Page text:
When one begins to use a substance, their brain is at risk of becoming addicted due to the changes mentioned earlier. Once the addiction starts to take hold on a person, they may begin to encounter a wide variety of issues, like money problems, relationship woes, and a loss of healthy motivation.
Substance use has become a problem when a person begins to prioritize using. Despite knowing this, it isn’t always easy to tell if you or your loved one has developed a substance use disorder.
Different people may handle their addictions differently. However, there are a few signs and symptoms you can watch for to determine if you or a loved one are struggling with a substance use disorder.
Physical Signs of a Substance Use Disorder
- Changes in sleeping and eating habits
- Bloodshot eyes
- A change in the size of pupils
- Strange body odor
- Deterioration of appearance
- Constant runny nose
- Impaired cognition
Behavioral and Psychological Signs of a Substance Use Disorder
- Continuing use despite negative consequences
- Relationship issues
- Loss of motivation outside of obtaining the substance
- Reckless behavior with substance
- Constantly getting into legal trouble
- Sudden lifestyle change
- A sudden need to continually steal or borrow money
- Higher tolerance to the substance
- Unable to control drug use
- Constant mood swings
- Feeling anxious or paranoid for seemingly no reason
- Loss of motivation or concentration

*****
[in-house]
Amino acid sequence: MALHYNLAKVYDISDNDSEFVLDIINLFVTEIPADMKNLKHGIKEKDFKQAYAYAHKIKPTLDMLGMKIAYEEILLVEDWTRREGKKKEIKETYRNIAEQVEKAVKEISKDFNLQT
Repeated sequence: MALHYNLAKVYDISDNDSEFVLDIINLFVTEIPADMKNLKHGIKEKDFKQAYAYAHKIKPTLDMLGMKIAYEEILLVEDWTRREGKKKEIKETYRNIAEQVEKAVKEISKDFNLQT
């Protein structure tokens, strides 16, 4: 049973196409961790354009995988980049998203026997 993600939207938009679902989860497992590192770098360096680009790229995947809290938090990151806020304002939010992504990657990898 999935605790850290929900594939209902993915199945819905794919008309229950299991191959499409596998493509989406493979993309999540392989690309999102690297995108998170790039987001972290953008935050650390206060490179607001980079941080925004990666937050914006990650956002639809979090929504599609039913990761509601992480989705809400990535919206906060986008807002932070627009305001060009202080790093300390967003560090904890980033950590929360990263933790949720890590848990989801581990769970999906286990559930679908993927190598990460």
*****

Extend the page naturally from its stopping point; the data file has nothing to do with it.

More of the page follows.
- Bursts of energy and fatigue
- Sudden change in personality
Can Prescription Medications Lead to Addiction?
When one abuses prescription drugs by using them differently than prescribed or using another person’s medications, they run the risk of addiction along with other serious side effects. Potentially addicting prescription drugs include:
- Stimulants, which can be used to treat conditions like ADHD
- Opioids, which can be used as a painkiller
- Benzodiazepines, which can be used to treat conditions like anxiety
This is precisely why these medications cannot be purchased over the counter in your local drug store. Misuse of prescription medications can have dire health effects.
Tips for Helping a Loved One Struggling with Addiction
Helping a loved one struggling with a substance use disorder is not easy. However, it can be so beneficial to their recovery. A few tips for helping a loved one struggling with addiction include:
Establishing a better understanding of addiction and substance abuse can be highly beneficial to helping your loved one with their addiction. You can learn about addiction counseling near you, substance abuse treatment options, and so much more through a bit of research. Fortunately, there are tons of resources available to those looking to learn more about substance use disorders. You can find some excellent articles and videos on the web, or check out some free books from your local library to help you learn more about what your loved one is going through.